# Is a bending wave transverse or longitudinal?

A bending wave in a metal bar or string is simply called a transverse wave because the macroscopic oscillation is transverse. However, paradoxically, in a frame co-moving with the atoms, the atoms are oscillating longitudinally. The outer boundary of a curved section is being stretched, while the inner boundary is being compressed, somewhat like a bimetal.

Is the longitudinal motion in the co-moving frame really irrelevant to the term 'transverse wave'? Or is there a less paradoxical terminology?

• There’s also transverse motion that leads to the stretching. For all reasonably-strong materials, isn’t that larger? Jan 8, 2020 at 15:26

We normally distinguish between a shear wave and a compression wave.

A bending wave of the type you describe is a pure shear wave in the limit of zero amplitude, but as you say it also involves longitudinal motion when the amplitude of wave is large. However in many (most?) cases the amplitudes aren't large enough for this to be an issue and the interpretation of the wave is straightforward.

• Wouldn't a wave in a metal string be shear free, at least a standing wave? For example in a node of the standing wave, in the co-moving frame, the atom lattice rotates in accordance with the local direction of the string. My intuition says that rotation prevents shear, although I admit it isn't proper mathematics. Sep 26, 2017 at 16:59

I don't think that it will be a transverse wave. A wave is considered transverse if the displacement vector is orthogonal to the wave vector. If we consider the vertical ($$z$$) direction to be the direction for deflection and the horizontal ($$x$$) direction the direction for extension, we have the following for Euler-Bernoulli Beams.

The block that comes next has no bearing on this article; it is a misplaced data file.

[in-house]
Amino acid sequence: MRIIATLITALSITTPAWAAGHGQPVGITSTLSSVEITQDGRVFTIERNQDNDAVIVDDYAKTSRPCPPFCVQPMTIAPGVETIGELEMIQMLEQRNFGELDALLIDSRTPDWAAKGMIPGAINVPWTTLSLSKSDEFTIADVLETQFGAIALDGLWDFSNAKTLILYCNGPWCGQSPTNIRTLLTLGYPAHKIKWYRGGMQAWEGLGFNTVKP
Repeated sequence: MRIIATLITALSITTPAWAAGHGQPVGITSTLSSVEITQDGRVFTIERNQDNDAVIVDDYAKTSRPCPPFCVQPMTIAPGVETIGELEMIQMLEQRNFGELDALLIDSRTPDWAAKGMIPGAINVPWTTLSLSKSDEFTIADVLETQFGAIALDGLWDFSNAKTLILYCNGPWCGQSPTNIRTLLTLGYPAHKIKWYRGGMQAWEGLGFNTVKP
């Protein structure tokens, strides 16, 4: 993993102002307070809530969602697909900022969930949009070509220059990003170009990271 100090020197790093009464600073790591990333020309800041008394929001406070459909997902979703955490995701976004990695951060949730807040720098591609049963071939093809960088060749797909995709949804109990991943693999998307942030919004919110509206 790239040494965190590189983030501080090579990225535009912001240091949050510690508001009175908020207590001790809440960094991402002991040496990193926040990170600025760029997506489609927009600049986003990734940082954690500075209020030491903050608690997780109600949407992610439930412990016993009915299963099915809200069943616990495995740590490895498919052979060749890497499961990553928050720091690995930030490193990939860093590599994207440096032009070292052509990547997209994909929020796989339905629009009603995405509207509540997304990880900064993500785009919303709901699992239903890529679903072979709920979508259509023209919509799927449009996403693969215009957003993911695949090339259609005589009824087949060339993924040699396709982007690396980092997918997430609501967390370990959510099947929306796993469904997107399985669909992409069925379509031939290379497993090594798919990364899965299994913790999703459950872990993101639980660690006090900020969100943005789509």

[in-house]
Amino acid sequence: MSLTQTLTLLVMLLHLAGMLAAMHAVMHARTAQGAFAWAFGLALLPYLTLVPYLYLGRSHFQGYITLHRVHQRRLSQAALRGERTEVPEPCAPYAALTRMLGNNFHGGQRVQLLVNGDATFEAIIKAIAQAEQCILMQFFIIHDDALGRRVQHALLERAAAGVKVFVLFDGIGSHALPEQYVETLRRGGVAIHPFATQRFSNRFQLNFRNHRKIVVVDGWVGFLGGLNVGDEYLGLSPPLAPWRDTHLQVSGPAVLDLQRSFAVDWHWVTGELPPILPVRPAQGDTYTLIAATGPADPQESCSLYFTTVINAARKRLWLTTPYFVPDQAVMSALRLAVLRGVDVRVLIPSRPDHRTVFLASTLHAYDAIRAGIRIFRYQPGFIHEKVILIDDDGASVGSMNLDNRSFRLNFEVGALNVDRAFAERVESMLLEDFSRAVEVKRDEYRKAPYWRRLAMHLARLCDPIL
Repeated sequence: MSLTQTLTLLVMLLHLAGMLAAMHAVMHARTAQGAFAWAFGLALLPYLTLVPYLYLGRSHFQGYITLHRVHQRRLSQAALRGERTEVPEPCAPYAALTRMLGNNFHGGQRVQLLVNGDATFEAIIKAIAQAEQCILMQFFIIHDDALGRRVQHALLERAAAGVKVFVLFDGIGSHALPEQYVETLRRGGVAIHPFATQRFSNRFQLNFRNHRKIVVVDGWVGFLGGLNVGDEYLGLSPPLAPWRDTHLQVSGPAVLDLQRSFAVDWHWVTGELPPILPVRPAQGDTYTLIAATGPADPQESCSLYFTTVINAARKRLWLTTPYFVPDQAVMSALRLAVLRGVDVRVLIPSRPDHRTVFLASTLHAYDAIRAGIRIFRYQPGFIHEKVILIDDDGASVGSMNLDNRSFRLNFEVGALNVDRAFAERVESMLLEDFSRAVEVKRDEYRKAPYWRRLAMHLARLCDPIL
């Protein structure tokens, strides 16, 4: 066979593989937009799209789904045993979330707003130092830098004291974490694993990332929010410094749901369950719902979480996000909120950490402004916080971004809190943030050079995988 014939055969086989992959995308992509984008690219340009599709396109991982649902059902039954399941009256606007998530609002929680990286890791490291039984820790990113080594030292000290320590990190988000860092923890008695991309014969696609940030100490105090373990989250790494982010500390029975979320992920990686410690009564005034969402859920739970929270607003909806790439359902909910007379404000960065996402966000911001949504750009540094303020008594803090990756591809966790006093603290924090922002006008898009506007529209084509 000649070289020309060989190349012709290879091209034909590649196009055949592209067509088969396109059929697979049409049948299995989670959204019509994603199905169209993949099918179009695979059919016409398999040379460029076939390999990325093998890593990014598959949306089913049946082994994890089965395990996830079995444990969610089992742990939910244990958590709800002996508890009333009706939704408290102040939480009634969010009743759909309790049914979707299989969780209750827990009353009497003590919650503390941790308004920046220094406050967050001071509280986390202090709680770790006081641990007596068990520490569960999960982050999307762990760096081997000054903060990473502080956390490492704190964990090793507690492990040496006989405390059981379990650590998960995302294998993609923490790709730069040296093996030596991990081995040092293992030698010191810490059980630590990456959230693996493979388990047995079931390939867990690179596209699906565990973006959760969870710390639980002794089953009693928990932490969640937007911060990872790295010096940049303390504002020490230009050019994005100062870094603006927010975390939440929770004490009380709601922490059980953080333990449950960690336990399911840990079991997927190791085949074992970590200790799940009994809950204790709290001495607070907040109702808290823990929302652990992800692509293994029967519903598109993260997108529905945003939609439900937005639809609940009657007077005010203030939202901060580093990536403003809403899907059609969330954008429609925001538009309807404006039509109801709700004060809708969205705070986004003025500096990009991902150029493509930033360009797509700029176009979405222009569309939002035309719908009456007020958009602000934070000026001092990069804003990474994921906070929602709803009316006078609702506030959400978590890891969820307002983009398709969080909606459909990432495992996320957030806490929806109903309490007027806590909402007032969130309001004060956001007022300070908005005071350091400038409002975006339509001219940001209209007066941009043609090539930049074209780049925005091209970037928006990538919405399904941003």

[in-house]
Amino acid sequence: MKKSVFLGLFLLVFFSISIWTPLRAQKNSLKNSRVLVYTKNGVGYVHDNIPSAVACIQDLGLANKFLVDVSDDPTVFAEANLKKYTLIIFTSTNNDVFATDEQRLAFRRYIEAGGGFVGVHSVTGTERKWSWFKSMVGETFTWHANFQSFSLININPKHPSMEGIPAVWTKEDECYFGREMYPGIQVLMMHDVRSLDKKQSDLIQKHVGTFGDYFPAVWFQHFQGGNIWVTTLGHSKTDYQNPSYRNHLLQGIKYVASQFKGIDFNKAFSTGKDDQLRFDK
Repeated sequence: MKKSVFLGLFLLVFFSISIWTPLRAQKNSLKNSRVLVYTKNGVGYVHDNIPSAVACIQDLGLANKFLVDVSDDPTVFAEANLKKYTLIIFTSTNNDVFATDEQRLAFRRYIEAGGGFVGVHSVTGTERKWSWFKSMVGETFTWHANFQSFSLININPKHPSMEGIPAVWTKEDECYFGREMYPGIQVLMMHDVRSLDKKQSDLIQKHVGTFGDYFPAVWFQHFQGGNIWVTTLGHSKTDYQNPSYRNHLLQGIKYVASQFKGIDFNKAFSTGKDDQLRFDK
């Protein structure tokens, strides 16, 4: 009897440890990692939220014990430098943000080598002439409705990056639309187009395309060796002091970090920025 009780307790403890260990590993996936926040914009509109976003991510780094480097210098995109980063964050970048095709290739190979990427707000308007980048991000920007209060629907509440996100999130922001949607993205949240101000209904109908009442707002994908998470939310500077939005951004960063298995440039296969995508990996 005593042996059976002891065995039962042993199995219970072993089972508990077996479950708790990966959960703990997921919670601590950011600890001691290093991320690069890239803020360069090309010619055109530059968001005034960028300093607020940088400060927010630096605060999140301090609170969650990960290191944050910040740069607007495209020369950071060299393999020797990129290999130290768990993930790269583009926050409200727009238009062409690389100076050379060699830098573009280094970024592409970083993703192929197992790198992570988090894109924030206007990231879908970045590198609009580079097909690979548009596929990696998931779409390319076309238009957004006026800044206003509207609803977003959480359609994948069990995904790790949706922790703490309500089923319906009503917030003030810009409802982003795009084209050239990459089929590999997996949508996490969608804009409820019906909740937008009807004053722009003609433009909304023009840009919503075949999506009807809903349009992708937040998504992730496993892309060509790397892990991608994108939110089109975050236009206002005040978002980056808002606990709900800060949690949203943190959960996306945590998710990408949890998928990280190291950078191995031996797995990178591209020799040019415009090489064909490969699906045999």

\begin{align} &u_x = u_0 - x\frac{d w}{d x}\, ,\\ &u_z = w(x)\, , \end{align}

where $$u_0$$ is the extension of the mid-axis.

So, we can see that the displacement in the horizontal direction depends on the deflection, and the displacement won't be completely transverse.

Transverse and longitudinal waves are the general solutions of the elastodynamic equations in an elastic (isotropic) medium. If we let out the theoretical case of an infinite (unbounded) 3D medium, most (if not all) solutions to elastic wave problems will involve a superposition of these two solutions (or more fundamentally, a solution deriving from the superposition a curl-free and divergence-free vector field). Bending waves can be written as a superposition of a transverve wave and a longitudinal wave satisfying the traction-free boundary conditions of the bounded medium experiencing bending (e.g a beam,a plate), they are neither a pure transverse nor a pure longitudinal wave.